One of the goals for the European Union's 2014-2020 financial period is to increase mushroom production capacity from 25 thousand tons to 50 thousand tons and to achieve 20 billion forints in extra revenues within the mushroom sector, the Ministry of Rural Development's Minister of State for Agricultural Economy said on Wednesday in Ócsa, near Budapest.
György Czerván was speaking at the opening ceremony of Bio-Fungi Ltd.'s new mushroom plant and logistics centre in the Pest County city, timed to coincide with a two-day international conference entitled "The Sustainability of Mushroom Growing in Central-Eastern Europe", which was organised by the company.
Among objectives for the mushroom sector, Mr. Czerván mentioned the establishment of 60 mushroom farms, the construction of 100 mushroom compost production and heat treatment units, and the establishment of a processing capacity capable of producing 15 thousand tons of canned mushrooms.
According to the Minister of State, one of the current goals is to double compost capacity to 300 thousand tons. 50 percent of the planned revenue increase within the sector would come from exports, and if objectives are met this would lead to the creation of 5 thousand new jobs. Mr. Czerván added that the development of mushroom growing professional training is also planned; vocational and secondary training will be launched to supplement the higher education currently provided at three colleges, in addition to which the repositioning of Hungarian mushroom research, which ceased to operate in recent years, is also planned via the reorganisation of the agricultural research network. Some 250 participants from over ten countries attended the conference organised by Bio-Fungi Limited, such as clients from Croatia, Romania and Bosnia, as well as representatives from several countries including Holland, Poland and Germany.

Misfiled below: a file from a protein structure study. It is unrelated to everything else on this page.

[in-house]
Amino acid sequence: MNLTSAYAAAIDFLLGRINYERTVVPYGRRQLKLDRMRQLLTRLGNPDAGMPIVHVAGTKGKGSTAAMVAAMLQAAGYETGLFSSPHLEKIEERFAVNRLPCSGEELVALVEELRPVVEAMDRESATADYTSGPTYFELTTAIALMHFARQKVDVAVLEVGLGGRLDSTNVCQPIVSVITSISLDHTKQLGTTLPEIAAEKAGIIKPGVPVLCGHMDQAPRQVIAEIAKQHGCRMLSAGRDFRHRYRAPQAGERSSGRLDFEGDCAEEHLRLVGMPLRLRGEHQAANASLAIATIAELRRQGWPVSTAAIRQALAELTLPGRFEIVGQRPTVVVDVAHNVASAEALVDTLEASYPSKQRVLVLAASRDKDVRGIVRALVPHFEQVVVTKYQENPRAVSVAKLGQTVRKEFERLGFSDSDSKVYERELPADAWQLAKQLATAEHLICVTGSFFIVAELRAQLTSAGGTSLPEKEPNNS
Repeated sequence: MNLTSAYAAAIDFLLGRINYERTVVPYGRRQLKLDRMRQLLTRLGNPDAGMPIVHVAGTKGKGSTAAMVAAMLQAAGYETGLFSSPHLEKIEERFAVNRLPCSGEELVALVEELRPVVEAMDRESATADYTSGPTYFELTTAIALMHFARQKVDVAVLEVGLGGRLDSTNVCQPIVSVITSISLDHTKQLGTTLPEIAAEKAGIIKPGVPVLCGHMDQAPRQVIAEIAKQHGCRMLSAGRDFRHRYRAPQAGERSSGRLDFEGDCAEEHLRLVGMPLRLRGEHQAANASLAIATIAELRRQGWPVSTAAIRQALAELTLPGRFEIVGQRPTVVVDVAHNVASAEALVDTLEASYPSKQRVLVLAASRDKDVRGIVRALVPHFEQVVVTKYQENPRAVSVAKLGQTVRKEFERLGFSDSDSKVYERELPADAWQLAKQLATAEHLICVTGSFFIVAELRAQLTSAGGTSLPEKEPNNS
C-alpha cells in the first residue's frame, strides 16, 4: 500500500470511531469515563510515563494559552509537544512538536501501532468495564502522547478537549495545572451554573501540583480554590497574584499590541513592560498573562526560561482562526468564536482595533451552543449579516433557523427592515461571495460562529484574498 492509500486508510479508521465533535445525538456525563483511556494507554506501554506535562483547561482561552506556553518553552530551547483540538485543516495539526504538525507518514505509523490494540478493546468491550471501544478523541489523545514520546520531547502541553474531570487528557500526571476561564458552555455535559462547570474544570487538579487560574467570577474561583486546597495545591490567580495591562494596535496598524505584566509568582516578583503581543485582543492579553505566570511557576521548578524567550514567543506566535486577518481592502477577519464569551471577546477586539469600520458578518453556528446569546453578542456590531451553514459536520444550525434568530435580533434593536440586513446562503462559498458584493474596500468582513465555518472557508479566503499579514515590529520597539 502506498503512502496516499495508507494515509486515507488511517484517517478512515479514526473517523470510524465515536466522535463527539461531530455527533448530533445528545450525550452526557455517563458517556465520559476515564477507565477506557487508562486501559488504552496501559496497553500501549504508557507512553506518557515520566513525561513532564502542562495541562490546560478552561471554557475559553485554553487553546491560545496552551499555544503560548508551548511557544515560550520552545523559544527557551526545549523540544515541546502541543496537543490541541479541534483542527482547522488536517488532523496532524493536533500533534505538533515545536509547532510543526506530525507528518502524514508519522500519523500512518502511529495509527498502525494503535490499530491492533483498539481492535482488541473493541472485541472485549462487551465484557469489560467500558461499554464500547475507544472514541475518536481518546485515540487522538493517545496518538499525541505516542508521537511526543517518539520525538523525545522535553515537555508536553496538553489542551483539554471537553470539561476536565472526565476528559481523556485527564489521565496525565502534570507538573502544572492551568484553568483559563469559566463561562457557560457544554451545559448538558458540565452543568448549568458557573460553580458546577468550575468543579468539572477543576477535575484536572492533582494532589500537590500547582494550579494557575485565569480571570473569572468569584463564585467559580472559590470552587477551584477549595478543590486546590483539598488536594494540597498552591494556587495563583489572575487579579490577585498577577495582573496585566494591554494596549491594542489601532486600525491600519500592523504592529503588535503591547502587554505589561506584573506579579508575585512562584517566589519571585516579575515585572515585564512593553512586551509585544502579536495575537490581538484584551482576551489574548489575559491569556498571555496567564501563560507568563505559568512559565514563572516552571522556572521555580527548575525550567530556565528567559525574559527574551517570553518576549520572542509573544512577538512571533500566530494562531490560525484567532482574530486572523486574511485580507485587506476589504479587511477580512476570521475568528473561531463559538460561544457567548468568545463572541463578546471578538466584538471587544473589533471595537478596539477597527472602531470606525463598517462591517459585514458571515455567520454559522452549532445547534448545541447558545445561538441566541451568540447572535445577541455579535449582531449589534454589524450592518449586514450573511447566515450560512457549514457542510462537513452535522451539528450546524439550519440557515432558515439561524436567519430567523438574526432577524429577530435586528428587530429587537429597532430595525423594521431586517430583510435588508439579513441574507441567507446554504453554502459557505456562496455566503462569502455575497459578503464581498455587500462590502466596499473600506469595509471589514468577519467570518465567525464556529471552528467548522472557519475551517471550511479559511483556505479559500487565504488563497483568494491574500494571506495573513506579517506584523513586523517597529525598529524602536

With reference to the expansion of the company, György Czerván stressed that the new production plant cost 900 million forints, including 300 million forints in state funding, and the total value of the project including the composting plant is 2.2 billion forints. Árpád Mutsy, the company's Managing Director, emphasised that within the Agaricus ("button mushroom") sector, the company represents the best possible, state-of-the-art technology in Hungary, and Bio-Fungi views it as its task to convince Hungarian growers of the necessity of mechanisation and continuous development.
Mr. Mutsy also drew attention to the fact that Agaricus does not occupy the position it deserves in Hungarian gastronomy. The Hungarian-owned company, which has been operating for some 23 years, achieved revenues of 4.8 billion forints last year and this figure is expected to increase to 6 billion forints this year.
(MTI - kormany.hu)